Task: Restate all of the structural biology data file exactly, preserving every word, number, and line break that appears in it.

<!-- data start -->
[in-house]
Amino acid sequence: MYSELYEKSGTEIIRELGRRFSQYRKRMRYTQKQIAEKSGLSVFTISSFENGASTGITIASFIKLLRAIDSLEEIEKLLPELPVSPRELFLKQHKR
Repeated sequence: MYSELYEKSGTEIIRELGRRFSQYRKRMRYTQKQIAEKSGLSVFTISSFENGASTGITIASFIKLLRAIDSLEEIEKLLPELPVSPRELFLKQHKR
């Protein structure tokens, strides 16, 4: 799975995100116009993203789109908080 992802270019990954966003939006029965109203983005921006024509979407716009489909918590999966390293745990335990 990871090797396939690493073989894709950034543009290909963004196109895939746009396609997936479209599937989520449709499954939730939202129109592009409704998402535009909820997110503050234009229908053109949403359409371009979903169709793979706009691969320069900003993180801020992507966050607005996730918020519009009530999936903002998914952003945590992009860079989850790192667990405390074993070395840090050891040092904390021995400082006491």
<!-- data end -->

[in-house]
Amino acid sequence: MYSELYEKSGTEIIRELGRRFSQYRKRMRYTQKQIAEKSGLSVFTISSFENGASTGITIASFIKLLRAIDSLEEIEKLLPELPVSPRELFLKQHKR
Repeated sequence: MYSELYEKSGTEIIRELGRRFSQYRKRMRYTQKQIAEKSGLSVFTISSFENGASTGITIASFIKLLRAIDSLEEIEKLLPELPVSPRELFLKQHKR
């Protein structure tokens, strides 16, 4: 799975995100116009993203789109908080 992802270019990954966003939006029965109203983005921006024509979407716009489909918590999966390293745990335990 990871090797396939690493073989894709950034543009290909963004196109895939746009396609997936479209599937989520449709499954939730939202129109592009409704998402535009909820997110503050234009229908053109949403359409371009979903169709793979706009691969320069900003993180801020992507966050607005996730918020519009009530999936903002998914952003945590992009860079989850790192667990405390074993070395840090050891040092904390021995400082006491």